Here’s what we know about ISIS-K, the splinter jihadist group, which Biden warned was ‘seeking to target’ Kabul airport
26 Aug, 2021 14:49 / Updated 11 hours ago
A Royal Australian Air Force plane loads passengers during an evacuation from Kabul, Afghanistan, August 22, 2021. © Sgt. Glen McCarthy/Australia’s Department of Defence/Reuters
The US and the UK warned that Islamic State Khorasan (ISIS-K/IS-K) was planning attacks amid evacuations from Kabul in Afghanistan. Here is what we know about the jihadist group.
As its name suggests, the group pledged allegiance to Islamic State (IS, formerly ISIS) and has since been mostly active in Afghanistan's eastern Khorasan Province. While IS was rapidly gaining ground in Iraq and Syria in 2015, the militants viewed ISIS-K as the caliphate's sword in future conquests in South and Central Asia.
The group's first emir and commander was a Pakistani national named Hafiz Saeed Khan. Former Taliban member and Guantanamo detainee Abdul Rauf Aliza was appointed Khan's deputy.
Both Aliza and Khan were killed by US airstrikes in Afghanistan in 2015 and 2016 respectively. ISIS-K's current leader is Shahab al-Muhajir, who reportedly was a midlevel commander with the Haqqani network, a Taliban-linked Afghan insurgent force.
According to the Washington-based Center for Strategic and International Studies, ISIS-K carried out nearly 100 attacks on civilians in Afghanistan and Pakistan throughout 2017 and 2018 in addition to around 250 clashes with the US, Afghan, and Pakistani security forces.
Last year, the group claimed responsibility for attacking the Kabul University compound, as well as firing rockets into the Presidential Palace and Hamid Karzai International Airport in Afghanistan's capital. It was also accused of attacking a Doctors Without Borders maternity ward in Kabul. In January, Afghan security officials said they had arrested several ISIS-K members who plotted to assassinate Ross Wilson, a top US diplomat in Kabul.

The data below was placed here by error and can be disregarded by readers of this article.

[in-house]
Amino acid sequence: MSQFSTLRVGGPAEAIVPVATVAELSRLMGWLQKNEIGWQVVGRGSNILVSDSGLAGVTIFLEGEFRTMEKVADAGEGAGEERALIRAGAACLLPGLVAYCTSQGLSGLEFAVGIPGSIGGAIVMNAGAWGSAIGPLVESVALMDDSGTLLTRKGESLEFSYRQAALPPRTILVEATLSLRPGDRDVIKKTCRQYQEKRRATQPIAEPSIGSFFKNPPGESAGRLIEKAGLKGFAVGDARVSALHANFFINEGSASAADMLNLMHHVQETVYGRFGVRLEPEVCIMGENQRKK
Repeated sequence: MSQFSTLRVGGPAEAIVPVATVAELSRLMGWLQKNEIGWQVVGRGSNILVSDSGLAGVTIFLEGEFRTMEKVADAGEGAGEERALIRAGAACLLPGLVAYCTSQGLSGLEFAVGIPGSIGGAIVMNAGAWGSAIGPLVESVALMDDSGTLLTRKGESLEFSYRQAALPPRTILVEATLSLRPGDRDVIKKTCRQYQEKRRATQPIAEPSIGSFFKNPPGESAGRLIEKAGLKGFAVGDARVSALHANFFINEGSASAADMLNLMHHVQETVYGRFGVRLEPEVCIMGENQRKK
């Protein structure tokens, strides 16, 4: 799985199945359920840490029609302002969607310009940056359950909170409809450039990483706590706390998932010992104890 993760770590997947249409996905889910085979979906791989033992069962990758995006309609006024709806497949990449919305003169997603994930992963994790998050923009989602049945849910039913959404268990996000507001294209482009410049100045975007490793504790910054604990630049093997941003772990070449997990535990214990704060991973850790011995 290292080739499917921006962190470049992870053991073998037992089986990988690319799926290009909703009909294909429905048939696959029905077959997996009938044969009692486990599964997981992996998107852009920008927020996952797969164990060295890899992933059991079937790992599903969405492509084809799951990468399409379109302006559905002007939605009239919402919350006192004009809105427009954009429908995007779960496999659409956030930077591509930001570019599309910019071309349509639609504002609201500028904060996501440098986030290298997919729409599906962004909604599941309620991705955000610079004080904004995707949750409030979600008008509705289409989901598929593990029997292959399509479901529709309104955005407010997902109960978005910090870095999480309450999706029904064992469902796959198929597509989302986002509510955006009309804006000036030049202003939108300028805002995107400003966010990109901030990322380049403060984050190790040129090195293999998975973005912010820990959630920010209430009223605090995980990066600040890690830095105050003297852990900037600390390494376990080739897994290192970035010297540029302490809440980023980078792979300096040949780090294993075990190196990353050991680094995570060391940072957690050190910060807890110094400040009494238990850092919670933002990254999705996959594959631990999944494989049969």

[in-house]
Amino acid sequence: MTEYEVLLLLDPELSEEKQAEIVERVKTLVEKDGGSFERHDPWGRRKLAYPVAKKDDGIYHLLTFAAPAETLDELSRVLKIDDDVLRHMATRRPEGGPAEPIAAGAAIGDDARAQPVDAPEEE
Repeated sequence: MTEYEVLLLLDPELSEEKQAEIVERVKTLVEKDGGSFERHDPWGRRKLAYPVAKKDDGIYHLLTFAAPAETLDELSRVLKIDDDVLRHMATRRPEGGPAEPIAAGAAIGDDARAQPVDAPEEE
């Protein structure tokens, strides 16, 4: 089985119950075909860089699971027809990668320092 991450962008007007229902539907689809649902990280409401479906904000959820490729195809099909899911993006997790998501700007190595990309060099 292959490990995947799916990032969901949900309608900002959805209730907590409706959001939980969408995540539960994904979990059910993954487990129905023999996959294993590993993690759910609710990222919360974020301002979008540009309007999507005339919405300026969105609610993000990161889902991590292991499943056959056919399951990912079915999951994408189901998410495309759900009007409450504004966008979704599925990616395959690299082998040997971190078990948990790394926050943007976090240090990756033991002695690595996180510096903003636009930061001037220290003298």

A UN report published in June said that, after suffering some territorial losses in recent years, ISIS-K has a core group of around 1,500 to 2,200 fighters, which, in turn, has been decentralized into smaller cells. The group maintains communication with Islamic State and has “an active social media presence with a post-United States withdrawal period in mind,” the UN wrote.
The Taliban, which overran the majority of Afghanistan and captured Kabul on August 15, has clashed with ISIS-K in the past. Furthermore, media reports claimed that shortly after the fall of the Afghan capital the militants executed Abu Omar Khorasani, the imprisoned former chief of Islamic State in South Asia.
Western governments now fear the resurgence of ISIS-K amid the chaos created by the Taliban takeover that occurred simultaneously with the hasty withdrawal of US troops.
President Joe Biden warned on Tuesday that the Islamic State-allied group was "seeking to target the airport and attack both US and Allied forces and innocent civilians." The same concern was voiced by UK Armed Forces Minister James Heappey, who on Thursday advised evacuees against traveling to the airport due to an “imminent” threat from ISIS-K.